The Archaeologist and the Wolf

There’s been a lot of talk around our dinner table lately about a fascinating new book entitled The Philosopher and the Wolf.    Half autobiography, half philosophical meditation, the book explores the intense relationship that University of Miami philosopher Mark Rowlands had with a wolf that he naively adopted as a cub.  As Rowlands recounts it, Brenin the wolf was a superb companion, but as a true pack animal he could not tolerate solitude.

Indeed,  Rowlands could not leave his wolf alone anywhere.  When once he left Brenin in his jeep during a ferry trip,  the frustrated animal began to literally eat his way through the vehicle,   shredding seats and seat belts and gnawing away the roof.  There wasn’t much left of the interior when Brenin was done. So Rowlands learned to take his  wolf with him everywhere,  even into the classroom.

I thought of this anecdote today as I was read an intriguing  news article about the work of archaeologist Jeff Blick.   Blick, who teaches at Georgia College & State University, is an expert on prehistoric dogs.  He has spent much of the past two decades analyzing the skeletons of 112 dogs that he and his colleagues excavated from the Weyanoke site in Virginia.  It is, by all reports,  the largest collection of prehistoric dog skeletons in North America.

Blick, who much prefers cats to dogs in his private life, has learned an awful lot about these 1000-year-old canines.  The dogs were about the size of a modern Shetland sheep dog,  and while some were sacrificed,  at least one was buried at the feet of its owner.   They dined on fish, turkey, and turtle meat,  and they may well have been barkless.  Many of the early Europeans in the Americas commented on the fact that the native dogs didn’t let out barks;  instead they tended to howl like their wolf ancestors.   (And for those of you who have never heard what a wolf sounds like,  please click here.)

Blick is interested in the question of where and how dogs were first domesticated. Some research suggests that eastern Asians were the first to domesticate wolves and that their faithful pets followed them on a long cold trek across Beringia to the New World.  Other research points to an origin in northern Africa.  Blick himself now hypotheses that people in North America and other parts of the world independently domesticated dogs and he is now trying to gather ancient canine DNA to test the idea.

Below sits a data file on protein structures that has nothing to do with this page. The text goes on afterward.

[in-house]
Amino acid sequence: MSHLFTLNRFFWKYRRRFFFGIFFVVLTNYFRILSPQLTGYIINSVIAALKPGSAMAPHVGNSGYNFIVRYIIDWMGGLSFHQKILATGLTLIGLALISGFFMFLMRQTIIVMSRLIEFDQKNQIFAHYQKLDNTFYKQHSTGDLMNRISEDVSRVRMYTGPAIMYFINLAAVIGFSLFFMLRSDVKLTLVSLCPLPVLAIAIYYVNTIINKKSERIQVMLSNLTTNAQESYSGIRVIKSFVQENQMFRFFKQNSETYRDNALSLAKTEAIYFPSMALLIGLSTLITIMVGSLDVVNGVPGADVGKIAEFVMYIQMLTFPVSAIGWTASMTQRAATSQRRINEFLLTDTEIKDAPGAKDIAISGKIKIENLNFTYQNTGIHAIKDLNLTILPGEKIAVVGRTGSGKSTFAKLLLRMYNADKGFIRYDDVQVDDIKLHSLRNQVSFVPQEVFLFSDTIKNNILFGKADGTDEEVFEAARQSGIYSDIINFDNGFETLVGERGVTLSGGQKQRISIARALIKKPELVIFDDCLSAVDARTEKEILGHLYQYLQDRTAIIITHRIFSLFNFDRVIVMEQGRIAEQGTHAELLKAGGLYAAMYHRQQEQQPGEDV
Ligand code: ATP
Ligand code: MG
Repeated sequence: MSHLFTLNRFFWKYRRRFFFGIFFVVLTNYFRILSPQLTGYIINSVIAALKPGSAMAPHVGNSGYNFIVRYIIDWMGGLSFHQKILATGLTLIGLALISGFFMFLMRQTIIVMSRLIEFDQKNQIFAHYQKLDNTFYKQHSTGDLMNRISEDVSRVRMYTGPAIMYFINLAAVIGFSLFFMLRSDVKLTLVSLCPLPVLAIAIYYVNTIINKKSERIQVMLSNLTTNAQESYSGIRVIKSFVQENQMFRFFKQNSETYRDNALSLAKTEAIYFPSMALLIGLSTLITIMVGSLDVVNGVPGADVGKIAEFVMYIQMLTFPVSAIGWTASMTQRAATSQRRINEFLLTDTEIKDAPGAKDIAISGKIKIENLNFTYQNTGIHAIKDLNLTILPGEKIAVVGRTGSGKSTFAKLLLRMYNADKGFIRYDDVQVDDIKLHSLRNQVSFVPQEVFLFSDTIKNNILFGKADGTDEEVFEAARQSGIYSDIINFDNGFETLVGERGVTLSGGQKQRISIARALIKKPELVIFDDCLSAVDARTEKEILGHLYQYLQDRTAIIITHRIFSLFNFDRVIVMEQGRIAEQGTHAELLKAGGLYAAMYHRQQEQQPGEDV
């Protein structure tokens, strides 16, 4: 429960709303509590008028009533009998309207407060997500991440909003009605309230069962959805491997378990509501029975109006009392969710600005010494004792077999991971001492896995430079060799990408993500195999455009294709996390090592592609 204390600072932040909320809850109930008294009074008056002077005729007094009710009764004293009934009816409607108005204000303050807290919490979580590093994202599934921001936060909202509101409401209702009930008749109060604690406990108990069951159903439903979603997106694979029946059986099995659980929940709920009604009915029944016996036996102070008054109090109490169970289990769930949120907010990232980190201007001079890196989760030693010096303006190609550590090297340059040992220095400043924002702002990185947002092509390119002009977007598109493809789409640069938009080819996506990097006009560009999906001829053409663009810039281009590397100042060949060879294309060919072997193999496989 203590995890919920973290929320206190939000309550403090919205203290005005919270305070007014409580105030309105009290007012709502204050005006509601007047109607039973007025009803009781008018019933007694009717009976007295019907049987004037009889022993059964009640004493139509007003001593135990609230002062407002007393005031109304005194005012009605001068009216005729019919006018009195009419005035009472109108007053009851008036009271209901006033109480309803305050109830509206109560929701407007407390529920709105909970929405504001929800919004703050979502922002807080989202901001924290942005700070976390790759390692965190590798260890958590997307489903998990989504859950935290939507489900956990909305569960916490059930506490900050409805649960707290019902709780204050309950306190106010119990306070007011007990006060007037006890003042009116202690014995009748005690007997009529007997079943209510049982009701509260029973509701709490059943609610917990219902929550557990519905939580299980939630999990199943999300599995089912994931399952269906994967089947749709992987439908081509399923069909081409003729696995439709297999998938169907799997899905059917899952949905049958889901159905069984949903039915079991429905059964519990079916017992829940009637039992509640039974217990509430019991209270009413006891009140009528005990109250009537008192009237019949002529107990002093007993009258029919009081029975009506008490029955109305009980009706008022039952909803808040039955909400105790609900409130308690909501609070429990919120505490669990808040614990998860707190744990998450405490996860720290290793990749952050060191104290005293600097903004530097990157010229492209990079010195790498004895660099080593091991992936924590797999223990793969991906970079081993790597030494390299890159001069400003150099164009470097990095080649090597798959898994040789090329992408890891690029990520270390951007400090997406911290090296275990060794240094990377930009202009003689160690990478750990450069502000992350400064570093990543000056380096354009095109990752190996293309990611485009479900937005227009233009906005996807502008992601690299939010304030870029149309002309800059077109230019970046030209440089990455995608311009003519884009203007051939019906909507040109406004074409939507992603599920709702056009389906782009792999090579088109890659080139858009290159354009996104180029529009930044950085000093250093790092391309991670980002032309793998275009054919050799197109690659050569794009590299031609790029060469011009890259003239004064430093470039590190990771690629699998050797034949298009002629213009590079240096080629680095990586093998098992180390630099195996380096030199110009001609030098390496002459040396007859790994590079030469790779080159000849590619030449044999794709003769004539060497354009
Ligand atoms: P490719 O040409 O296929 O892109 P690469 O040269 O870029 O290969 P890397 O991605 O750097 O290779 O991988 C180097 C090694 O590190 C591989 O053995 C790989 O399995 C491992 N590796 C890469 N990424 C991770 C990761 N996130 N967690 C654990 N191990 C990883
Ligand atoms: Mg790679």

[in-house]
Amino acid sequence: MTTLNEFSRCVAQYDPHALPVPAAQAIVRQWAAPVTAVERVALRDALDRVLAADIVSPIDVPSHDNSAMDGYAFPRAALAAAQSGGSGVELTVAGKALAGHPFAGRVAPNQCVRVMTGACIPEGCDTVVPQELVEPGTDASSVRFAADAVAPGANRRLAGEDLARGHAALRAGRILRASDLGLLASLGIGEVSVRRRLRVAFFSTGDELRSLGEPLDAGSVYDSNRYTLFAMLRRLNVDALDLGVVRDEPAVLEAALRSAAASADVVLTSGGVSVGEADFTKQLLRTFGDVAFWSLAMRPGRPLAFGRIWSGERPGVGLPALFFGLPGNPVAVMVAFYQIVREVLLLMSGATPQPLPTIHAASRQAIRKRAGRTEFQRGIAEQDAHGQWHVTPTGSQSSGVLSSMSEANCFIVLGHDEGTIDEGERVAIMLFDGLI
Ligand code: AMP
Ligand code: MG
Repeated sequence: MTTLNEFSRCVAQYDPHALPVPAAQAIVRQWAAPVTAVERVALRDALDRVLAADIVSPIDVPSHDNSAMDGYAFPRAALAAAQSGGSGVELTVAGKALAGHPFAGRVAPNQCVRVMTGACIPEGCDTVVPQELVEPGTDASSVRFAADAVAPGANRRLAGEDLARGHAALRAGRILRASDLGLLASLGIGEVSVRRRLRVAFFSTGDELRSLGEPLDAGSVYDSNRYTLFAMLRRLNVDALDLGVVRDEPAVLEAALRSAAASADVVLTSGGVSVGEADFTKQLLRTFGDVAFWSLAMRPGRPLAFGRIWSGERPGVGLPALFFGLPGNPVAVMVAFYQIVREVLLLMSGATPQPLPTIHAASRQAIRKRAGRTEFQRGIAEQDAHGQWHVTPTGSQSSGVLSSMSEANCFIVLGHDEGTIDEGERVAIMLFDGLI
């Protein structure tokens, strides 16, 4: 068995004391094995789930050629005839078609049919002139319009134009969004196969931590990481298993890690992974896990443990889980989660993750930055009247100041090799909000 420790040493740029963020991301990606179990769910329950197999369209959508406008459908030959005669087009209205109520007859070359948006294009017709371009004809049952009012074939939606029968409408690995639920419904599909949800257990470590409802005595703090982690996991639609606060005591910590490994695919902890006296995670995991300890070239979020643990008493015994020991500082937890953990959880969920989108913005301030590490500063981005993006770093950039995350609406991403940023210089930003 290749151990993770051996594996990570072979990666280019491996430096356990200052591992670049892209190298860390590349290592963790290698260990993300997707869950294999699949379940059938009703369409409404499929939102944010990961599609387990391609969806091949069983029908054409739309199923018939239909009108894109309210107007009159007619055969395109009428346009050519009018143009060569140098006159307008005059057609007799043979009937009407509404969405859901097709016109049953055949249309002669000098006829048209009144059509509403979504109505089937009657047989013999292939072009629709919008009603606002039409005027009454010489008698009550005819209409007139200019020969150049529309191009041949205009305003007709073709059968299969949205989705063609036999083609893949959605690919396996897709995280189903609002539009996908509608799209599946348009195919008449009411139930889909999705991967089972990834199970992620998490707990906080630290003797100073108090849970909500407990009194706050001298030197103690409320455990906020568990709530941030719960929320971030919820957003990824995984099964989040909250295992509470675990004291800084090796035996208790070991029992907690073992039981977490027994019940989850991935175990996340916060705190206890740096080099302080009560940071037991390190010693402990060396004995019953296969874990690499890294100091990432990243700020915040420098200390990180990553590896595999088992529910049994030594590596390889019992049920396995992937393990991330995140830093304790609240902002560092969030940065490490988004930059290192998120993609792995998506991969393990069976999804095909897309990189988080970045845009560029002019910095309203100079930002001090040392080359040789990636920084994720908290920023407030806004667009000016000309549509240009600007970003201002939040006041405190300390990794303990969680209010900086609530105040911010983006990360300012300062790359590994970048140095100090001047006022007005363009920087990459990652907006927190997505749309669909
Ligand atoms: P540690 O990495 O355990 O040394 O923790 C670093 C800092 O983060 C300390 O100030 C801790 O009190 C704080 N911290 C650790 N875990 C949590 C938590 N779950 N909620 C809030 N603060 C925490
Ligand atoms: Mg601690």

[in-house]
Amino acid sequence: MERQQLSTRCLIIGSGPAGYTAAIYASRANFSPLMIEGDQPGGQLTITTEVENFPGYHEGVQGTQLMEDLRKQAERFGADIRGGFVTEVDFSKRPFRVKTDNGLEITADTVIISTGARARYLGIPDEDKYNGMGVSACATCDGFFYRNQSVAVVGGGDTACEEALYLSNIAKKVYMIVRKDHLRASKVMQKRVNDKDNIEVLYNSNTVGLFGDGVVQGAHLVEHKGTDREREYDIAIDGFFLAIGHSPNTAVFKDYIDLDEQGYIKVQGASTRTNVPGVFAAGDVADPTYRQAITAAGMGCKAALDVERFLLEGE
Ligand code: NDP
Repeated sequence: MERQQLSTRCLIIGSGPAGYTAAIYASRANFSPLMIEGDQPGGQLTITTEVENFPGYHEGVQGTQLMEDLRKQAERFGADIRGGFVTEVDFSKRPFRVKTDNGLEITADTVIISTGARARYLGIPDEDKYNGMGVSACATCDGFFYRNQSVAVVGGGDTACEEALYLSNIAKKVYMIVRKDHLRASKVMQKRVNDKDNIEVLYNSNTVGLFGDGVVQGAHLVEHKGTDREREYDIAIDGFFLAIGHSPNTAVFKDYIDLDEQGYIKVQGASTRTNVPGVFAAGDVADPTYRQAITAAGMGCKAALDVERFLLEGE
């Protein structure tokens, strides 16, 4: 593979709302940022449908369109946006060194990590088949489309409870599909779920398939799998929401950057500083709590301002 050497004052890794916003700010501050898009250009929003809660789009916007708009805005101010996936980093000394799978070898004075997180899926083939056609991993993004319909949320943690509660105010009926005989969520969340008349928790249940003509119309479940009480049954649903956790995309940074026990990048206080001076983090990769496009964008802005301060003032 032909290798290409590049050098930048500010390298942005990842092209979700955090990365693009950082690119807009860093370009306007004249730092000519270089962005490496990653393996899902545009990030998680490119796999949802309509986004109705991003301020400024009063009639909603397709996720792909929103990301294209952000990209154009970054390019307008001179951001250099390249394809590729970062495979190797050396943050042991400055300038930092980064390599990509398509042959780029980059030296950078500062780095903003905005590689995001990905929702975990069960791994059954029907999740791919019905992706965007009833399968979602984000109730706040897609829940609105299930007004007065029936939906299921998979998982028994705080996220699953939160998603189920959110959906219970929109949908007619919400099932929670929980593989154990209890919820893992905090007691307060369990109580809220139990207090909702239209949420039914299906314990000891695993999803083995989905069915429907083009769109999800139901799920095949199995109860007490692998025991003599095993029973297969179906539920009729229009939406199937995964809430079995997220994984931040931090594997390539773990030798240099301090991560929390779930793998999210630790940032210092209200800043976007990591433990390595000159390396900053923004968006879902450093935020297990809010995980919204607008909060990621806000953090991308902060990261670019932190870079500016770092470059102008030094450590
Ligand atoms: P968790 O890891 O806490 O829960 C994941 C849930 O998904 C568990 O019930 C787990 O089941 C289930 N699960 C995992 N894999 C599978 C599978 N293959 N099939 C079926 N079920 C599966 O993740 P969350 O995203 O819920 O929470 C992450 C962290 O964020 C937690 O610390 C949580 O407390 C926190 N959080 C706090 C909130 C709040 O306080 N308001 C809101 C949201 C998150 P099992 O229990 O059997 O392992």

All this of course begs the biggest question of all in my mind.  Why did humans first tame wolves and turn them into dogs?  I’m beginning to think that wolves themselves had at least a small say in the matter.  They didn’t want to be alone.


  1. Dan Hilborn

    Totally cool!
    And since you mention canines …

    Simon Fraser’s journal says domesticated dogs were simply part of the landscape during his perilous 1808 journey through British Columbia.

    However, he provides no description of these canines, other than the fact that they became a somewhat meagre repast during the previous winter’s famine. (And any howling heard from outside of camp was typically ascribed to ‘wolves’, not dogs.)

    By contrast, Capt. George Vancouver gives a fair description of the numerous dogs he found on his earlier journeys up the West Coast. He writes that these canines “much resembled those of Pomerania,” but were slightly larger with a coarse fur that was woven – with other furs – into wool.

    And Freeman Tovell’s new book At The Far Reaches Of Empire, includes a glowing assessment from Spanish naval minister Julián de Arriaga y Rivero on the Nootka Native’s ability to weave that wool.

    “If these cloaks are woven by Indians of the country,” Arriaga wrote to Viceroy Antonio Bucareli, “that nation is more cultivated and civilized than all the others discovered up to now in America.”

    Neat, eh?

    But, (as always) a question:

    Has anyone found the descendants of these west coast canines, and do those species survive today?

  2. Hi Dan:

    I’ve read a little about these West Coast dogs, too. Let me see if I can find someone to answer your questions. Meanwhile, if anyone else wants to pitch in…

  3. Hi Dan and Heather,

    My colleague Susan Crockford is very knowledgeable about the Coast Salish wool dog and wrote a book on their osteology. I think the best/simplest course is to check out this blog post:
    Where there is a rendering of a wool dog and a nice interview with Susan.

  4. Oh, and to answer your question, Susan estimates about 1850 for the dying out of the wool dog breed — they needed to be kept reproductively isolated from other dogs and that was a lot of work, especially after sheep wool blankets were arriving from Europe in numbers.

    You might also want to look at this Paul Kane painting from about 1850 which shows a wool dog inside a house on Vancouver Island, with a woman weaving:

  5. Marvellous! Thanks so much, Quentin, for all this great info. I personally had no idea that people on the Northwest Coast bred two different types of dogs.

  6. Dan Hilborn

    Truly incredible.

    I will say, the adorable little wool dog in Paul Kane’s painting looks more like a Samoyed pup than a Pomeranian to me, but … that’s just my bias.

    Thanks yet again, Heather and Quentin.

  7. Dan — yeah that Paul Kane dog actually looks suspiciously like a sheep from the neck up.

    Susan’s reconstruction is probably quite reliable — if I recall she worked closely with an off-duty police forensic reconstruction artist who thought it would be a fun little project. Her reconstruction is much more like a pomeranian than that Paul Kane thing — but remember Paul Kane travelled widely, made a huge number of sketches, and then much later would assemble a composite painting that might or might not reflect any one little slice of life. They were not painted from life in a holistic sense.

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